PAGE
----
To stay at the forefront of an industry for over 125 years requires more than a fair idea of the path forward. For Julius Baer, it took a number of visionary decisions by courageous leaders to successfully transform the local family business into a public company and ultimately into the international reference in private banking.

The early years

Recognising the importance of Zurich as a centre of international trade, Julius Baer, founder and namesake of the Group, opened shop on Zurich’s famous Bahnhofstrasse in the 1890s. What initially started as a small bureau de change rapidly expanded into wealth management and securities and FX trading – business activities that still remain at the core of the Julius Baer Group today.

Growing the business

Parallel to the strong economic growth and technological progress after World War II, the company – then a partnership comprising a rising number of Baer family members – began expanding internationally in 1940 and thus laid the first building blocks of today’s global business. The need to finance this rapid growth drove Julius Baer in 1980 to become the first Swiss private bank to go public.

Gearing up

The majority of the voting rights from the initial public offering remained within the Baer family pool, however, thus ensuring full control of the Group going forward. This only changed at the beginning of 2005, with the introduction of the 'one share, one vote' principle. This new financial leeway was utilised in the same year for the acquisition of three private banks and a specialised asset manager, which together were even larger in size than Julius Baer itself. Exploiting this massively increased scale, Julius Baer started expanding rapidly into global growth markets, particularly Asia, and achieved strong growth momentum in the following years.


The 2008 credit crisis ushered in a fundamentally changing business environment. This led Julius Baer to take a rather unorthodox step. By separating the Group’s asset management and private client businesses in October 2009, each individual business was provided with precious strategic flexibility in the early stage of this new cycle. The private banking business became the independent Julius Baer Group Ltd. and began systematically broadening its international presence and specialised offering via acquisitions and a number of strategic cooperation agreements around the globe.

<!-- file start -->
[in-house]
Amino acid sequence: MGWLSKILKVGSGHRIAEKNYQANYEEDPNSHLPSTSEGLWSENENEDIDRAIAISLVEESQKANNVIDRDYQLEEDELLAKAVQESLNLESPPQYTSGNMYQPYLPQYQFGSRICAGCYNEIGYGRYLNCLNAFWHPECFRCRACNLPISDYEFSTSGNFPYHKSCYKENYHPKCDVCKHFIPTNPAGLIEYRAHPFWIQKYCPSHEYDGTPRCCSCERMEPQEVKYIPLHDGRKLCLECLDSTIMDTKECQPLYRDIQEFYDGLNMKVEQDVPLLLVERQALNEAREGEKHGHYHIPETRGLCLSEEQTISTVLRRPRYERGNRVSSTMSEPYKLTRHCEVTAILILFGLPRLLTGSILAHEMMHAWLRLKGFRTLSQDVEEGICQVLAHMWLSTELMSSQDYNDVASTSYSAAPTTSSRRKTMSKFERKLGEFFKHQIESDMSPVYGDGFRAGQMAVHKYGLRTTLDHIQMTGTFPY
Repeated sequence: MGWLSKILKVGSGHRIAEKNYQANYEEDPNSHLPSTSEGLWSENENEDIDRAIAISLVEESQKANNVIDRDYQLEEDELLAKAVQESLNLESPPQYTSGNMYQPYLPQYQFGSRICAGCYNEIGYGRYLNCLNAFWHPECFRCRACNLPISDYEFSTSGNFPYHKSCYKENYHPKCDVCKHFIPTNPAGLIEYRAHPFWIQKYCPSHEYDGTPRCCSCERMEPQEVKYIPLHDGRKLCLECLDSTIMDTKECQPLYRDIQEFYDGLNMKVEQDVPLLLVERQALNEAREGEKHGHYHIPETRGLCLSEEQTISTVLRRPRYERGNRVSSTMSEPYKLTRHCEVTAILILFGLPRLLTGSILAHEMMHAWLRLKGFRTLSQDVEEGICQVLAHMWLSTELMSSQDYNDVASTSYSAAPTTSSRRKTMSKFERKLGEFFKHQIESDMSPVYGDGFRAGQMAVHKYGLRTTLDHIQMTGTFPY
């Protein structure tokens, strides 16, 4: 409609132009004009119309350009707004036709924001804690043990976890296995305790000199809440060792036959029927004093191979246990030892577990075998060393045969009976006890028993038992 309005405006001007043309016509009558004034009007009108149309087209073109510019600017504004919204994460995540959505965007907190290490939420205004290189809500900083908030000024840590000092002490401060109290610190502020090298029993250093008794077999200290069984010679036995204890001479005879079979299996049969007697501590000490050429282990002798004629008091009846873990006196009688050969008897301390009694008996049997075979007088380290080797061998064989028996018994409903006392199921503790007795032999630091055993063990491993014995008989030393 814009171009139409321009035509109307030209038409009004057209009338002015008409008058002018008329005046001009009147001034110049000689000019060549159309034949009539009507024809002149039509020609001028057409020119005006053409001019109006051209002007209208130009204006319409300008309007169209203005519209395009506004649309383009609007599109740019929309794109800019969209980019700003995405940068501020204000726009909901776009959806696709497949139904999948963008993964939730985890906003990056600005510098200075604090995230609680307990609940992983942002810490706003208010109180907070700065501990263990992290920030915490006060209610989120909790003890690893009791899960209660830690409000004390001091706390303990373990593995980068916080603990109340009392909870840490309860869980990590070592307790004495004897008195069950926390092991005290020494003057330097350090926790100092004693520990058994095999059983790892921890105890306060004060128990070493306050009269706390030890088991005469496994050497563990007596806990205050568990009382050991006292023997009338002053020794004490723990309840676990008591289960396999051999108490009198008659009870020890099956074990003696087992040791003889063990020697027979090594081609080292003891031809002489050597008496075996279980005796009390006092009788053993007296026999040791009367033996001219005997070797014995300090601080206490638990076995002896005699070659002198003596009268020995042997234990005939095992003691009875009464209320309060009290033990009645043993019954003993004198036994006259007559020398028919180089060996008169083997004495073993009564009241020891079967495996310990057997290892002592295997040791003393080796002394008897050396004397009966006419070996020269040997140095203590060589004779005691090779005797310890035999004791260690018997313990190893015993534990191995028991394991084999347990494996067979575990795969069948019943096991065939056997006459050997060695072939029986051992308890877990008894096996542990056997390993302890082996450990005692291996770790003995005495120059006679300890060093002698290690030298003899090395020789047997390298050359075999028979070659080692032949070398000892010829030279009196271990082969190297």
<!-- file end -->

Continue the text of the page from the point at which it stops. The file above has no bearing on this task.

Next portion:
"If contact between
people is based on trust and absolute integrity, then it is
of benefit for both sides."
Julius Baer, Founder

Quantum leap

In August 2012, Julius Baer initiated the next phase of its growth by acquiring Merrill Lynch’s International Wealth Management (IWM) business outside the US. IWM provided a rare opportunity to substantially increase the Group’s footprint in established markets, a number of new markets and in growth regions. This growth enabled the Group to further increase its leading position in a highly competitive industry, to provide clients with an unparalleled product and services offering and to tackle any future challenges from a position of strength – as the international reference in private banking.

Seizing opportunities

In addition to fostering organic growth, Julius Baer continued to look at opportunities to enter promising new markets. Since 2010, Julius Baer has successfully established a presence in Brazil (through the staggered acquisition of GPS, topped with the acquisition of a 95% stake in Reliance Group at the beginning of 2018) and in the Mexican wealth management market (through a 40% participation in NSC Asesores in 2015), set foot in Italy (Kairos, initiated 2012, today 100% ownership), Japan (initiated 2015, subsidiary since 2016) and Luxembourg (acquisition of Commerzbank International S.A. Luxembourg in 2015, the nucleus of the Group’s new European hub). Finally, at the beginning of 2018, Julius Baer entered its first strategic joint venture, with Siam Commercial Bank in Thailand.

Keeping the momentum

While the overall stability of the financial industry greatly improved in the years following the financial crisis, for many banks the struggle to find the right business model suitable for the new, harsher environment was not yet over. Size continued to be the decisive factor to profitability in any business field in international banking. As a result, many larger players started to trim their sub-par private banking activities. Julius Baer took full advantage of this industry consolidation and competitive dynamics in 2016 by hiring a very substantial number of experienced relationship managers, particularly in Asia. This successful push strongly contributed to solid financial results in the following years and was perpetuated at a slower yet still ambitious pace.